Wire + PINS – Brudenell Social Club, Leeds, 28th April 2015
35 years separate the inception of Wire and PINS yet a musical lineage can be drawn between the two bands just as it can be between Wire and so many other artists. Joy Division and Johnny Marr, Sonic Youth and R.E.M., Franz Ferdinand and Liars, Tortoise and Teeth of the Sea, they all owe a debt of gratitude to the north London four-piece who emerged out of the ashes of punk music in the late ‘70s with fine-art finesse and a burning desire to re-invent the very fabric of rock’n’roll.
And with freedom, experimentation, obduracy and no little subversion, this much Wire have achieved over a fourteen album recording career. They took the very essence of the popular song – something to which they have consistently adhered ever since – and reconfigured it for the future. It would be no exaggeration to state that they shifted the parameters of music’s place in contemporary art.
Tonight’s setlist is stacked high with songs from their self-titled 14th album. They play the record in its entirety, starting with the galvanic pop of ‘Blogging’ and ‘Joust & Jostle’ before arriving over an hour later at some unidentifiable post-apocalyptic point when they unleash a truly terrifying ‘Harpooned’. As the song disappears in a squall of reverb and feedback, it suddenly feels as if the world as we know it has finally come to an end.
But there are also signs that those sharp, angular edges that surround Wire are starting to soften. Not with the music itself – it still remains as uncompromising, intrinsic and thrilling as ever – but in the songs that they choose to play. Once renowned for not performing any material other than that recorded in the current decade, Wire now scatter their set with selected jewels from their back catalogue. It is genuinely thrilling to hear ‘Blessed State’ again. Taken from their 1979 album 154 it still remains one fantastic, abstract step ahead of the game. And then to have as encores the frenetic minimalism of ‘Brazil’ and the gorgeous ambient pop of ‘Used To’ – both from the previous year’s Chairs Missing – is probably much, much more than you could reasonably expect to experience on a Tuesday night in April.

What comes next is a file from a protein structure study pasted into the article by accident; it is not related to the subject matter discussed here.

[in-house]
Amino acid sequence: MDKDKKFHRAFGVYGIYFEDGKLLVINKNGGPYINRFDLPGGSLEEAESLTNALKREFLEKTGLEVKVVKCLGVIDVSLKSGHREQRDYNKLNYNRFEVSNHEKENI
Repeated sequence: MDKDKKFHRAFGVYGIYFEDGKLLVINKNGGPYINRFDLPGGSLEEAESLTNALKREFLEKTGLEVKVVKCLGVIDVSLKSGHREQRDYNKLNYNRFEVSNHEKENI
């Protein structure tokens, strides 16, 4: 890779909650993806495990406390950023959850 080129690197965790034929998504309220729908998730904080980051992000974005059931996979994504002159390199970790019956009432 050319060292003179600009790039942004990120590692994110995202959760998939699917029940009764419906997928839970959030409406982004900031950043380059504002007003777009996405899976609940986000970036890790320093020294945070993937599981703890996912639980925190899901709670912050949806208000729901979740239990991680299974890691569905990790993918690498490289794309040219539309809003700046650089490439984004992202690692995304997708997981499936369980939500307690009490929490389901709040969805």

Earlier, PINS prove that much like Wire they know a thing or two about attitude, the principles of rock’n’roll and how best to communicate the art form that is the popular song. Augmented by Kyoko on keys, the Manchester four-piece suddenly sound much more together as a unit as they splice older songs – the bookends to their rather wonderful set are ‘Lost Lost Lost’ and the exhilarating title track of their debut album Girls Like Us – with some of the newer material that will appear on their second long player Wild Nights which is due out in June.
God is in the TV is an online music and culture fanzine founded in Cardiff by the editor Bill Cummings in 2003. GIITTV Bill has developed the site with the aid of a team of sub-editors and writers from across Britain, covering a wide range of music from unsigned and independent artists to major releases.